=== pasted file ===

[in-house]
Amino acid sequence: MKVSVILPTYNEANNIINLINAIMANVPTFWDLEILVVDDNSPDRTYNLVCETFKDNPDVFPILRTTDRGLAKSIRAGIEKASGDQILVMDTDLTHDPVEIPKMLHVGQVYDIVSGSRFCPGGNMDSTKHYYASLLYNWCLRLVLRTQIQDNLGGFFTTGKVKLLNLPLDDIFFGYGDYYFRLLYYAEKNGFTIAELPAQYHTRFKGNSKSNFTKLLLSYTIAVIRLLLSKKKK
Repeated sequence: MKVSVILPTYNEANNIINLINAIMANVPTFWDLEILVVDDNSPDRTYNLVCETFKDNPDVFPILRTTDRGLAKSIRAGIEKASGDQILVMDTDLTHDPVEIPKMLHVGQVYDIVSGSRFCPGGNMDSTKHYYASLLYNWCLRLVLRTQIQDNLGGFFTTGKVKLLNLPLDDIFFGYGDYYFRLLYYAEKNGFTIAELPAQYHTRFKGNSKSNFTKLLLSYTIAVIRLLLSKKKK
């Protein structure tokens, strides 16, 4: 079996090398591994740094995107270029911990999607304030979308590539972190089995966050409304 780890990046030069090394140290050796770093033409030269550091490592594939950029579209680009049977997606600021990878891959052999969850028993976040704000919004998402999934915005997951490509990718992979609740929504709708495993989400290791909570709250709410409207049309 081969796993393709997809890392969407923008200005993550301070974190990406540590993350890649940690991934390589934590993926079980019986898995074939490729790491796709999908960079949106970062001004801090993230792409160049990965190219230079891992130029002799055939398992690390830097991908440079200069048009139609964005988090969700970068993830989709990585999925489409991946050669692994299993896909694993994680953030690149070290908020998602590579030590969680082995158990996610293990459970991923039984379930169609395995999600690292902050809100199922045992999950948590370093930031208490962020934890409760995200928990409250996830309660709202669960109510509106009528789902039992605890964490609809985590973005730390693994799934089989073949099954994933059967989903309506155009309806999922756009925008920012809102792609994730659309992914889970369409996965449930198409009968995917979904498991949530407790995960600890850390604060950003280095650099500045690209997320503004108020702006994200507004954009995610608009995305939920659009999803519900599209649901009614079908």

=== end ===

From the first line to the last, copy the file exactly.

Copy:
[in-house]
Amino acid sequence: MKVSVILPTYNEANNIINLINAIMANVPTFWDLEILVVDDNSPDRTYNLVCETFKDNPDVFPILRTTDRGLAKSIRAGIEKASGDQILVMDTDLTHDPVEIPKMLHVGQVYDIVSGSRFCPGGNMDSTKHYYASLLYNWCLRLVLRTQIQDNLGGFFTTGKVKLLNLPLDDIFFGYGDYYFRLLYYAEKNGFTIAELPAQYHTRFKGNSKSNFTKLLLSYTIAVIRLLLSKKKK
Repeated sequence: MKVSVILPTYNEANNIINLINAIMANVPTFWDLEILVVDDNSPDRTYNLVCETFKDNPDVFPILRTTDRGLAKSIRAGIEKASGDQILVMDTDLTHDPVEIPKMLHVGQVYDIVSGSRFCPGGNMDSTKHYYASLLYNWCLRLVLRTQIQDNLGGFFTTGKVKLLNLPLDDIFFGYGDYYFRLLYYAEKNGFTIAELPAQYHTRFKGNSKSNFTKLLLSYTIAVIRLLLSKKKK
């Protein structure tokens, strides 16, 4: 079996090398591994740094995107270029911990999607304030979308590539972190089995966050409304 780890990046030069090394140290050796770093033409030269550091490592594939950029579209680009049977997606600021990878891959052999969850028993976040704000919004998402999934915005997951490509990718992979609740929504709708495993989400290791909570709250709410409207049309 081969796993393709997809890392969407923008200005993550301070974190990406540590993350890649940690991934390589934590993926079980019986898995074939490729790491796709999908960079949106970062001004801090993230792409160049990965190219230079891992130029002799055939398992690390830097991908440079200069048009139609964005988090969700970068993830989709990585999925489409991946050669692994299993896909694993994680953030690149070290908020998602590579030590969680082995158990996610293990459970991923039984379930169609395995999600690292902050809100199922045992999950948590370093930031208490962020934890409760995200928990409250996830309660709202669960109510509106009528789902039992605890964490609809985590973005730390693994799934089989073949099954994933059967989903309506155009309806999922756009925008920012809102792609994730659309992914889970369409996965449930198409009968995917979904498991949530407790995960600890850390604060950003280095650099500045690209997320503004108020702006994200507004954009995610608009995305939920659009999803519900599209649901009614079908």